I got an e-mail recently from a Dr. Tim Race, MD, FACS. I didn’t remember knowing a Dr. Race and almost deleted it. I’m all over Social Media these days and have gotten some increased notice because of some columns I’ve written for Physician’s Weekly. I’m happy to respond to friend requests on Facebook, and often respond to comments on my PW posts. But e-mails from people who aren’t on my friend list are uncommon, and I don’t usually open them. As I said, I almost deleted the message until I noticed the subject line. “NMCB-5” it said.
That brought it back to me. I’d known a Petty Officer Race when I was the battalion surgeon for Naval Mobile Construction Battalion Five during my operational tour, the year after my internship. I had been a naïve, young (very young) doctor who went from playing at being a Naval Officer to thinking I might one day actually become one. For the first time in my life, people expected me to lead, to take sole responsibility for potentially life or death decisions, and to be the expert that others turned to with questions about my area of responsibility. It was transformative.
Tim Race had been the Public Health technician for the battalion, a Third Class Petty Officer, just out of C-school and a bit of a troublemaker. He took his duties seriously enough, but was smart and cocky. He had little patience with the regulations and protocols of enlisted life in the Navy. My first act as a division officer when I reported to the battalion was to convince the Master-at-Arms to let Race out of the brig so that he could do the monthly galley reefer inspection on time.
Race used to volunteer for the unpopular ‘midwatch’, the midnight to 4AM watch, at the dispensary, mostly because there was no one else there to tell him what to do. I had a bad case of recurring insomnia during that deployment and used to hang out in my office rather than disturb my hut mates. Race and I often talked. I don’t recall those conversations being particularly deep or overly friendly. To me he was a bright 20-year-old kid with a bit of a chip on his shoulder. I did know that he was working on a degree in biology but not much about any future plans. Neither of us was looking much beyond the end of that deployment. Race left the battalion when we returned to Home Port and I didn’t hear from him for almost 35 years.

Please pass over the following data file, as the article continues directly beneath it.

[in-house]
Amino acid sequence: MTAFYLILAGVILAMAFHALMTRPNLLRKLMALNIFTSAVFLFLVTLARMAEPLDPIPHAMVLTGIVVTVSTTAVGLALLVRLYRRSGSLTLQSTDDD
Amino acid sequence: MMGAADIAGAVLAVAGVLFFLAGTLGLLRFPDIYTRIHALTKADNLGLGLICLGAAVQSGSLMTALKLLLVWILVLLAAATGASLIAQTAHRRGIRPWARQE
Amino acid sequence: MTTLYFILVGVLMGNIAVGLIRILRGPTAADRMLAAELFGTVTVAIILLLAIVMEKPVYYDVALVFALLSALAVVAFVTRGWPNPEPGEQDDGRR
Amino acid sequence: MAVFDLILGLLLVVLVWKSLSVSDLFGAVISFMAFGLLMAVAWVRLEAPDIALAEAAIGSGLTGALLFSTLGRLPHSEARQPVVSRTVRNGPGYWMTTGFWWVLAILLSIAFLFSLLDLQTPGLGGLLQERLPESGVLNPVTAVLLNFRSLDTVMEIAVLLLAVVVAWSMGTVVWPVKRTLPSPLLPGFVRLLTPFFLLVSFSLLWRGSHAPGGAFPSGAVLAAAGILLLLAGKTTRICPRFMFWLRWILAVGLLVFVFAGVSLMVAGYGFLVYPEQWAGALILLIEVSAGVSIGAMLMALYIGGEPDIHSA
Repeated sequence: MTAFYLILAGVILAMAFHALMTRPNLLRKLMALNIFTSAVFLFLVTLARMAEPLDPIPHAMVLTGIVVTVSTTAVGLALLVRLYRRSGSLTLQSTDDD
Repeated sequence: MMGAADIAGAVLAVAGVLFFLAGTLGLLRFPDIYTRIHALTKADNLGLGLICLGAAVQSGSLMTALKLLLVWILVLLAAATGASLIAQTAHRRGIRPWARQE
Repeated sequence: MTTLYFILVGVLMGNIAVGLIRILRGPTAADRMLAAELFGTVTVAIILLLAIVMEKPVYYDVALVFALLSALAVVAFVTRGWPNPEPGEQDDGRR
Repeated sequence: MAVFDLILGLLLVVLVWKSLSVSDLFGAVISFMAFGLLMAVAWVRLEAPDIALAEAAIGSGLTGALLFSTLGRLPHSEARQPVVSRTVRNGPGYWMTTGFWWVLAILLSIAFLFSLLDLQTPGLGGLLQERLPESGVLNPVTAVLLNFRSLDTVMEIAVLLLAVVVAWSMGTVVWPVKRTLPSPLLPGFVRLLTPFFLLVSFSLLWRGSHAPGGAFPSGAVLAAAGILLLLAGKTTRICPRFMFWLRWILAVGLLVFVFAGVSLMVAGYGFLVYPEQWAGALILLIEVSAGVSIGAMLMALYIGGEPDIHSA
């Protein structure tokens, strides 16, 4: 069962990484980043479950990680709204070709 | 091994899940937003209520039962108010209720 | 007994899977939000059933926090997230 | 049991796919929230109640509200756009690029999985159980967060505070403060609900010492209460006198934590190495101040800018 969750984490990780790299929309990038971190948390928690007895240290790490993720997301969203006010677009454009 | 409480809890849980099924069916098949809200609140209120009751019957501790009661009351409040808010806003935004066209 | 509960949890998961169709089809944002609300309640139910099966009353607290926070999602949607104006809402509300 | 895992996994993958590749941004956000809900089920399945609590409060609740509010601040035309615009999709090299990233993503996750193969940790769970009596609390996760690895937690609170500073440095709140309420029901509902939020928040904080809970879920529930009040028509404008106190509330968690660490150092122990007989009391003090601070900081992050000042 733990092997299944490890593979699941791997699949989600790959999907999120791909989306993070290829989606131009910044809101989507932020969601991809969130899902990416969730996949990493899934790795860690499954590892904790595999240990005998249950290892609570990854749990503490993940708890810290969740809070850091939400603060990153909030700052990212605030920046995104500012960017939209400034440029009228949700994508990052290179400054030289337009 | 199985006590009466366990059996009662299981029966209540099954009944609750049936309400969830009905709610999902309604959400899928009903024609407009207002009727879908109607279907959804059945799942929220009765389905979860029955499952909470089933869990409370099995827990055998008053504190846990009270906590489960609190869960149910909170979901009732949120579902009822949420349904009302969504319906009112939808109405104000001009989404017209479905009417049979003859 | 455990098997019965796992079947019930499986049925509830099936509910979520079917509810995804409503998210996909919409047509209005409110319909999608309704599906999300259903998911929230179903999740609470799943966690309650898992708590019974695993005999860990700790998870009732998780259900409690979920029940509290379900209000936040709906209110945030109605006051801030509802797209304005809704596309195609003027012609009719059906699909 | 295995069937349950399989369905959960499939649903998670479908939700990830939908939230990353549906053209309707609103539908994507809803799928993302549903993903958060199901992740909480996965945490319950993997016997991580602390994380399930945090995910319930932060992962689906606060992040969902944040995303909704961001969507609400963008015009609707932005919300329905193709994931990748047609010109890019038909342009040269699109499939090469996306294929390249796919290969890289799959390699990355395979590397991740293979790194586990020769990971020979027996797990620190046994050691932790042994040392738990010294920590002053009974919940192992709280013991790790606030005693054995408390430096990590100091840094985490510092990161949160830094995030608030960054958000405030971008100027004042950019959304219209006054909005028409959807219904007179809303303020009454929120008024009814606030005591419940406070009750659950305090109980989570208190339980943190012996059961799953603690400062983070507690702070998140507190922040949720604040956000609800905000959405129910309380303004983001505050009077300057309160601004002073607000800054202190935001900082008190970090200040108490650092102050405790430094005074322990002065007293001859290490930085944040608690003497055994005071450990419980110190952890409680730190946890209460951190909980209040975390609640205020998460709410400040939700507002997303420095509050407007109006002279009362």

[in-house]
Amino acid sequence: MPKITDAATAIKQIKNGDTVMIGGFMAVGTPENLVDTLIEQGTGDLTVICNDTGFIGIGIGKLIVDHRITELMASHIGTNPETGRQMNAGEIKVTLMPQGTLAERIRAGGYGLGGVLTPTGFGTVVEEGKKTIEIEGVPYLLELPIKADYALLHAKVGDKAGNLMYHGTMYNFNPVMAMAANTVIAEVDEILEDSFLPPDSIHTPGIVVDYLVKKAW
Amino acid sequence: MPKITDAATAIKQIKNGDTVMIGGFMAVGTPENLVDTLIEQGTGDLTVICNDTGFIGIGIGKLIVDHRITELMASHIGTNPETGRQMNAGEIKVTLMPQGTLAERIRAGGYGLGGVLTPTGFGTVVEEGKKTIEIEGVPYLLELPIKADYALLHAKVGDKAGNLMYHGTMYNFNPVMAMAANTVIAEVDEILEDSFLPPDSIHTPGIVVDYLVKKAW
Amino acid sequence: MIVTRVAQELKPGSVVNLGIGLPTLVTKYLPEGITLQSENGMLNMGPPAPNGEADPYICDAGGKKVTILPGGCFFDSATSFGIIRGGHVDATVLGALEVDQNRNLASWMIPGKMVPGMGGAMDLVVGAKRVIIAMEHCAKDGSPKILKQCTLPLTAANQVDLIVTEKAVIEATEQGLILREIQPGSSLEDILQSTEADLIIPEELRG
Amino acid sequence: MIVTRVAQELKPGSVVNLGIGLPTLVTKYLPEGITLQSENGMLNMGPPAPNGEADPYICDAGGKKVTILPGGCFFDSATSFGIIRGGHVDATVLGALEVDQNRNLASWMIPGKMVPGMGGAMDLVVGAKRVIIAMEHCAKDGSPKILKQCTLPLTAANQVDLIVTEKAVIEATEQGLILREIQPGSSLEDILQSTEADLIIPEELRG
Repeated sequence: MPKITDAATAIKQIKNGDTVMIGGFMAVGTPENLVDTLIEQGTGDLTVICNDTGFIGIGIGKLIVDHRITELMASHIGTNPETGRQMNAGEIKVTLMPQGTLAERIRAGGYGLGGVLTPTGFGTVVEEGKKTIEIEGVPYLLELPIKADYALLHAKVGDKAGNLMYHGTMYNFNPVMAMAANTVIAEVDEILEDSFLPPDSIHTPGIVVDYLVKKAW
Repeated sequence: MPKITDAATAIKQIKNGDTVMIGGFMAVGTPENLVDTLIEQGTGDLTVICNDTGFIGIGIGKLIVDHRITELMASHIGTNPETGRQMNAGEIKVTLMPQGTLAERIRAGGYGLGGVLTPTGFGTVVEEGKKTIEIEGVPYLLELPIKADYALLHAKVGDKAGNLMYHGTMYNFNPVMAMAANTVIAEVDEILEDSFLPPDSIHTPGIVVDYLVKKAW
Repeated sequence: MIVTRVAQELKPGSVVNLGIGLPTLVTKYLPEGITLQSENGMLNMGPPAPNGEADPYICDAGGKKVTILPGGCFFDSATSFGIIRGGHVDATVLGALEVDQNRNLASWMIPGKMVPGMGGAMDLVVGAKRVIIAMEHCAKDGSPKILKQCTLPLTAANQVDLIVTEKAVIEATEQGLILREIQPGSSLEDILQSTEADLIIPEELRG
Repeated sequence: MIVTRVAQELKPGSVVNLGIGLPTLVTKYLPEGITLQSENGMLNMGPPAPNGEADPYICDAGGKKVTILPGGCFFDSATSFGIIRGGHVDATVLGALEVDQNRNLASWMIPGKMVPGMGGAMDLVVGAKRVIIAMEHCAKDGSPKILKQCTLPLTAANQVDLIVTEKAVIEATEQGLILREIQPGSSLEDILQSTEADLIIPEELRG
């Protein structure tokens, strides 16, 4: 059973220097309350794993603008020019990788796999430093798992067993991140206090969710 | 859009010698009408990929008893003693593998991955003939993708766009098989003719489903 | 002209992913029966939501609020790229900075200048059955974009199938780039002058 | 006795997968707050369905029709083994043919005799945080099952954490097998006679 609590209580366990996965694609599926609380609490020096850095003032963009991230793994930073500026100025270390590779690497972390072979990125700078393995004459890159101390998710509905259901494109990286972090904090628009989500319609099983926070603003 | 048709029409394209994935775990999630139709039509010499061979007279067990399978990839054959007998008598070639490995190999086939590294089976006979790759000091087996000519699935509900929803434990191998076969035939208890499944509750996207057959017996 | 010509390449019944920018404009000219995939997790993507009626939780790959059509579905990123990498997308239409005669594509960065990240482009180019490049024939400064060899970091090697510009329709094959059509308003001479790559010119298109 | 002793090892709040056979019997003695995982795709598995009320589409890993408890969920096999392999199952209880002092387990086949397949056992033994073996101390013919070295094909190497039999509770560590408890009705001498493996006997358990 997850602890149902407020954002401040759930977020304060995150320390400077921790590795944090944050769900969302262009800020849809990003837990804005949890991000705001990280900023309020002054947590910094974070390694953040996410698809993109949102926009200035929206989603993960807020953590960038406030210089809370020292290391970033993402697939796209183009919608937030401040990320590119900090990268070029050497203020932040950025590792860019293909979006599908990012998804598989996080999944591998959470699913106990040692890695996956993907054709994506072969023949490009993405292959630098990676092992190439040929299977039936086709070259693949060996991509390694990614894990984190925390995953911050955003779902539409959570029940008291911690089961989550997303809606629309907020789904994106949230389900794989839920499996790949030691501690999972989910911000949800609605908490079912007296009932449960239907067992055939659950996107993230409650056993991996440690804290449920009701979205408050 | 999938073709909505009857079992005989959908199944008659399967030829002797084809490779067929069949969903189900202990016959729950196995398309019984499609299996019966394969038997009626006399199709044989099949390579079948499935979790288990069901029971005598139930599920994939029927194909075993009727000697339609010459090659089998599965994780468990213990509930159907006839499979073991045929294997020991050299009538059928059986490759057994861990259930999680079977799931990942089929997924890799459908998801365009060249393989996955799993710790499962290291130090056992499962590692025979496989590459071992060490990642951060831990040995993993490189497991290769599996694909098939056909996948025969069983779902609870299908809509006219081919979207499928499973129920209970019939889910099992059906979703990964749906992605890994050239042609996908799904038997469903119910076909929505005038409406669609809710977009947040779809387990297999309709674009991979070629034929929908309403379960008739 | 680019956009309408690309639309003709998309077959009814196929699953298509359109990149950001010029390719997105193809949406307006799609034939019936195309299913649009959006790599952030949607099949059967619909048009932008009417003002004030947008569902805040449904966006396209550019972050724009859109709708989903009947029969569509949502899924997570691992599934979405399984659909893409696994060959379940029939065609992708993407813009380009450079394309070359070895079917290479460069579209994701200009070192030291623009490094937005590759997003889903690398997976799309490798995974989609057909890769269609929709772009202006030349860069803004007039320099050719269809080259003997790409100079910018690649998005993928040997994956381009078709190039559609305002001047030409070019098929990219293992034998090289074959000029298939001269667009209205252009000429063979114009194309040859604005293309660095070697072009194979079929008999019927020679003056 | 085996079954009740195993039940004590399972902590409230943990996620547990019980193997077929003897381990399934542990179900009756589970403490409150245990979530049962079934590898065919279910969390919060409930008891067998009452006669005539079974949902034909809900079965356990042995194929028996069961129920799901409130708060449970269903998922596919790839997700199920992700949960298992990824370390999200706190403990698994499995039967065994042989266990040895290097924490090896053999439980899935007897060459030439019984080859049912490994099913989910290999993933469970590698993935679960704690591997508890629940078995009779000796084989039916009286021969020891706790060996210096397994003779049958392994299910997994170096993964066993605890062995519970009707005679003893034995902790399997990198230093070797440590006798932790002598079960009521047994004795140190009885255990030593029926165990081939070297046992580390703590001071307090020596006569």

“He then surprised me by thanking me for setting him on the path to Medical School.”
He finished his degree and went to Medical School on the GI Bill. He trained at Virginia and did a Colon Fellowship in Pittsburgh.
In his e-mail he told me he’d seen my column on the “Etiquette of Help” in Physician’s Weekly and got my e-mail from my Facebook page. He then surprised me by thanking me for setting him on the path to Medical School. He recalled our late night conversations in the dispensary on Diego Garcia and told me he’d been impressed by my commitment to going back to Bethesda to finish my training. Apparently, at some point in what I though was a casual conversation, I told him that he was smart enough to be in my position one day. No one had ever told him he was a smart person. I’d earned his respect by getting him out of the brig and then letting him do his job without a lot of intrusive oversight. When I told him he could make it to Medical School, he believed me.
It struck me as I read his note that we never know how much influence our everyday actions may have on others. I recall mentors and teachers who had a profound affect on me. That isn’t unusual. But I also know that some of the people who inspired or motivated me may have had no idea that they had done so. I recently reconnected with an old high school friend whose father inspired much of my own ideal of how to be a good husband and father. I think she was surprised to hear he’d had such an affect on me, since he and I weren’t particularly close. I’m not sure he even liked me. But he became for me a sort of ideal to aspire to. I know he had no idea that he’d affected me so, but a large part of who I am as a family man is down to his example.
Dr. Race and I will try to get together sometime in the future, maybe at the ACS Clinical Congress this fall. I’m a bit humbled to have learned that I had a role in shaping his career, and wonder what effect, good or bad, I may have unwittingly had on others.
Get Dr. Davis’s new book, Dancing in the Operating Room, a collection of these and other short essays about life and love in the world of surgery and medicine, now available from Amazon in print or as an e-book. Check it out!